Bahamas My Out Island

Take a step back in time and stand face-to-face with the origin of The Bahamas – see the archeological evidence of the indigenous Lucayan Indians, the multiple monuments commemorating Columbus’ landfall in the New World, and the present carved from the past!

San Salvador has been recognized – with much debate amongst researchers – as Christopher Columbus’ first landfall in the New World in 1492. To date, four separate monuments mark the ‘exact’ spot where he came ashore; however, it is generally recognized that the landing occurred at Long Bay, currently commemorated by a simple white stone cross.

Named Guanahani by the original native inhabitants – the Lucayan Indians – Columbus promptly renamed the island San Salvador or ‘Holy Savior’. Later, San Salvador was taken over by the British buccaneer, George Watling who renamed the island Watling’s Island after himself. It was not until 1926 that the island’s name was restored to San Salvador which it remains to this day.

Set on the Atlantic side of the archipelago of The Bahamas, the island of San Salvador is about 200 miles southeast of Nassau, about a 1-hour flight from Florida. The island’s capital, Cockburn Town, is located on the tranquil west coast of San Salvador. One of the most southeastern islands of The Bahamas, San Salvador is actually the exposed peak of a submerged mountain that rises 15,000 feet from the ocean floor. Only 12 miles long and 5 miles wide with a population of 1,200 San Salvadorians, the island has miles of pristine and secluded beaches and emerald blue sea. San Salvador mostly consists of dune ridges, with troughs forming sparkling lakes that make up nearly a third of the interior of the island. Surrounding reefs protect the island and a large break near Cockburn Town, provides access to the island for boats.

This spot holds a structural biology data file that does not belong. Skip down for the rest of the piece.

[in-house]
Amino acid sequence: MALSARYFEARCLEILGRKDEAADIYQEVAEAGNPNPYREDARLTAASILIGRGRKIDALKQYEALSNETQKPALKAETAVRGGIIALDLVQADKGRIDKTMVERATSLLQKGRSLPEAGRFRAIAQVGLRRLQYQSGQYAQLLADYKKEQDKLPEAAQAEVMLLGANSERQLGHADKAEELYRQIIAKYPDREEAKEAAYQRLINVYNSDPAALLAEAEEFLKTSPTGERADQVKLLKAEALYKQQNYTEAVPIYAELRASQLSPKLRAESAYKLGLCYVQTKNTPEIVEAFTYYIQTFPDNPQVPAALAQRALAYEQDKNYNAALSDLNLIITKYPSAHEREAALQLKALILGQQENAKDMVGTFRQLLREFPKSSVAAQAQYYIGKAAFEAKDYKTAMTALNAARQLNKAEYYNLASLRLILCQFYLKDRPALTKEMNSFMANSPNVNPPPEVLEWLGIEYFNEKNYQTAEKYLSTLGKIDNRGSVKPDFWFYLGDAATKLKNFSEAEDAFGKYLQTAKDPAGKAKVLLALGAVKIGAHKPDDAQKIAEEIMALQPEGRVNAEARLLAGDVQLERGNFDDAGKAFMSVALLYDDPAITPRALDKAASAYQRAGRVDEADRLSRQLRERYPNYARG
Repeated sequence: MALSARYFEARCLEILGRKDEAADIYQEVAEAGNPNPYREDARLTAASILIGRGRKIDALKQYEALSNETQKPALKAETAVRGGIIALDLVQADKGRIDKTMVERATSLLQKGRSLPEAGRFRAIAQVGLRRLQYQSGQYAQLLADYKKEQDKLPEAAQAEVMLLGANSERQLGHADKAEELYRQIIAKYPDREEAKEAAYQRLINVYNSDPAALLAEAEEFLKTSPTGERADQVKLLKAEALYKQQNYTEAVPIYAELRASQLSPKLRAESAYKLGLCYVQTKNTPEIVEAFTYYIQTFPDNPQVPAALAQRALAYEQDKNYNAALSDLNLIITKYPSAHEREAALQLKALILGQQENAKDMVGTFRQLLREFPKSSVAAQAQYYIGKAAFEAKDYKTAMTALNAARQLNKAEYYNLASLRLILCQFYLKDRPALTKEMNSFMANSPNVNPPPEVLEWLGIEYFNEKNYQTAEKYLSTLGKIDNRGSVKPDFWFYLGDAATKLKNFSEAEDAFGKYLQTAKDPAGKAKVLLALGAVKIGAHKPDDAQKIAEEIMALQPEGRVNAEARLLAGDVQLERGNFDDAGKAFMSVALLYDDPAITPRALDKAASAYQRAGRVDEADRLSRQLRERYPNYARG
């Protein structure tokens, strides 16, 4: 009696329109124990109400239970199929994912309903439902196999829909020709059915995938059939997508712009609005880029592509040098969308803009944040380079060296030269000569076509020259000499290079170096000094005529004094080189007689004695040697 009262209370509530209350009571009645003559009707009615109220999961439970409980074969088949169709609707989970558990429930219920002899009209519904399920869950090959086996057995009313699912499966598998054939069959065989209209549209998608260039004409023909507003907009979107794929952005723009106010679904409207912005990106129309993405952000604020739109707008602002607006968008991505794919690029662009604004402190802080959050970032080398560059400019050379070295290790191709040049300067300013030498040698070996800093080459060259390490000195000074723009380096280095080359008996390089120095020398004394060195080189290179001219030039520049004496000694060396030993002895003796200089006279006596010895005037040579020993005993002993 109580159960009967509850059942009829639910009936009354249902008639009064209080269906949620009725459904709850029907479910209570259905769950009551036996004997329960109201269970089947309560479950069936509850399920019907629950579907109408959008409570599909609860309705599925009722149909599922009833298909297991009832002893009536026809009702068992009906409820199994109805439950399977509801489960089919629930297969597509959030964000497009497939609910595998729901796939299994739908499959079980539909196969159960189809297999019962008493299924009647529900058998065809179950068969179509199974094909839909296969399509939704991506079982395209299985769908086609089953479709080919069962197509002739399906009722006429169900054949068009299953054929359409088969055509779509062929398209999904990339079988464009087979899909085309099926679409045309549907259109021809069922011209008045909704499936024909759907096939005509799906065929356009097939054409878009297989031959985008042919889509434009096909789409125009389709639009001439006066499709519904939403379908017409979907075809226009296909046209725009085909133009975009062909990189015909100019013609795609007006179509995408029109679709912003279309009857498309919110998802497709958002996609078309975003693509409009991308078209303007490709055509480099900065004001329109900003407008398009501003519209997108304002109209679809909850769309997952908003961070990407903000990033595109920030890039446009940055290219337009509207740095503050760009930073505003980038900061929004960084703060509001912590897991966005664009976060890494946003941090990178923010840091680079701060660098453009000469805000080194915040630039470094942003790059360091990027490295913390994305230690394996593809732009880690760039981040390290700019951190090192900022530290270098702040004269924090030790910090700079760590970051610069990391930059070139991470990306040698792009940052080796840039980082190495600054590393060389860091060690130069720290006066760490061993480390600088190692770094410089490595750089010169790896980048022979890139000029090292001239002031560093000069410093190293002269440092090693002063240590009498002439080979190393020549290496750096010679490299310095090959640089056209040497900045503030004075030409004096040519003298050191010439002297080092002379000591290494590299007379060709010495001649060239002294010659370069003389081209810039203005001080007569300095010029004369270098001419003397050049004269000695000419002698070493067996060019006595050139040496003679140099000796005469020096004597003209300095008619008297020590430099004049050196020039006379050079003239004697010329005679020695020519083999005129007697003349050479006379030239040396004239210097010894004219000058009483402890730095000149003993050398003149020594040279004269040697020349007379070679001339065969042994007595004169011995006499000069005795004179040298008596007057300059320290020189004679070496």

Rum Cay, San Salvador's smaller and more sparsely populated sister island, is located 20 miles southwest of San Salvador. It is a relatively flat island with a few rolling hills, the highest of which reaches an altitude of about 120 feet. Originally named Santa Maria de la Conception by Columbus, the present moniker of Rum Cay is said to be in memory of a wreck destroyed with a cargo of rum which foundered off the coral reefs which abound the island's shore.

In the north there is a cave containing Lucayan Indian drawings and carvings and various artifacts from the Arawak Indian period have been found by farmers in the fertile soil, which the Indians enriched with bat guano. As with other islands, Rum Cay has seen a series of economic peaks - pineapple, salt and sisal have all been important industries; however, competition and natural disasters destroyed them and today tourism is the main source of employment. Today, nearly everybody lives in Port Nelson, the main settlement, where cottages can be rented. Settlements such as Port Boyd, Black Rock and Gin Hill are now deserted and overgrown.